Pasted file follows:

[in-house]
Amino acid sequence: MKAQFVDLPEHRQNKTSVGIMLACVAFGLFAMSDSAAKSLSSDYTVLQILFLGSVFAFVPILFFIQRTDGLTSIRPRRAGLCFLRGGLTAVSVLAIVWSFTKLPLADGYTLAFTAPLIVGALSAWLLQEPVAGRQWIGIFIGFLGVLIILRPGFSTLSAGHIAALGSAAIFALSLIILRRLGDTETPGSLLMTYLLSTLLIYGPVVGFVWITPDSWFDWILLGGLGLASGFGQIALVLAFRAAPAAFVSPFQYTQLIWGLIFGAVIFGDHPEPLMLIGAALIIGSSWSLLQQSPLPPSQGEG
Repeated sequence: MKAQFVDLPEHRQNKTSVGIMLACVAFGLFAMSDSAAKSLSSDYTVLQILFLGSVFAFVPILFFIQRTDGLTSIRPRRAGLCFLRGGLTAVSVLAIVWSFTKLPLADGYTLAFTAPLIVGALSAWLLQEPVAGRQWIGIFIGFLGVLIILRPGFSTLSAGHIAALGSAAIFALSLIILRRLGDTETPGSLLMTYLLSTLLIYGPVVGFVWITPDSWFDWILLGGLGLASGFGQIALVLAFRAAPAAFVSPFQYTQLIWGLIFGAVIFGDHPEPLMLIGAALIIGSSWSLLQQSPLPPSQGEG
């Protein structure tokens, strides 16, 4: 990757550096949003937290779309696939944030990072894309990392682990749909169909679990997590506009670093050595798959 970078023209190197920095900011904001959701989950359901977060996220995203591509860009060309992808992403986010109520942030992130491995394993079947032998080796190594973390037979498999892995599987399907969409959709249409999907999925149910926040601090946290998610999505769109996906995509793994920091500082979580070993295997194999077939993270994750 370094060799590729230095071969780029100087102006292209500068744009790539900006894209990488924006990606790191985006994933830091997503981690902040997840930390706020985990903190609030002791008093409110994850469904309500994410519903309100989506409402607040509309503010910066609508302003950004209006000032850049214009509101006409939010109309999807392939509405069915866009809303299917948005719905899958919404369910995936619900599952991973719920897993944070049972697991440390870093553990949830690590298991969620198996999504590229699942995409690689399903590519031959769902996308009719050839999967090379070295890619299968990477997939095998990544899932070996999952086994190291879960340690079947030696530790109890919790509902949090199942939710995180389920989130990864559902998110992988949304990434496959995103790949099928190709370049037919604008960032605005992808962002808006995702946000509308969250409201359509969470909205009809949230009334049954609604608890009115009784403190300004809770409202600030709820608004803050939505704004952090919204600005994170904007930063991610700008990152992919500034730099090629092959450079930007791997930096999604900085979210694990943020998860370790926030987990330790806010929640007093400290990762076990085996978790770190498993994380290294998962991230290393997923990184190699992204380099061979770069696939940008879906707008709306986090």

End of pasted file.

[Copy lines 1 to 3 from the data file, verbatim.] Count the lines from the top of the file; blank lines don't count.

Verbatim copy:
[in-house]
Amino acid sequence: MKAQFVDLPEHRQNKTSVGIMLACVAFGLFAMSDSAAKSLSSDYTVLQILFLGSVFAFVPILFFIQRTDGLTSIRPRRAGLCFLRGGLTAVSVLAIVWSFTKLPLADGYTLAFTAPLIVGALSAWLLQEPVAGRQWIGIFIGFLGVLIILRPGFSTLSAGHIAALGSAAIFALSLIILRRLGDTETPGSLLMTYLLSTLLIYGPVVGFVWITPDSWFDWILLGGLGLASGFGQIALVLAFRAAPAAFVSPFQYTQLIWGLIFGAVIFGDHPEPLMLIGAALIIGSSWSLLQQSPLPPSQGEG
Repeated sequence: MKAQFVDLPEHRQNKTSVGIMLACVAFGLFAMSDSAAKSLSSDYTVLQILFLGSVFAFVPILFFIQRTDGLTSIRPRRAGLCFLRGGLTAVSVLAIVWSFTKLPLADGYTLAFTAPLIVGALSAWLLQEPVAGRQWIGIFIGFLGVLIILRPGFSTLSAGHIAALGSAAIFALSLIILRRLGDTETPGSLLMTYLLSTLLIYGPVVGFVWITPDSWFDWILLGGLGLASGFGQIALVLAFRAAPAAFVSPFQYTQLIWGLIFGAVIFGDHPEPLMLIGAALIIGSSWSLLQQSPLPPSQGEG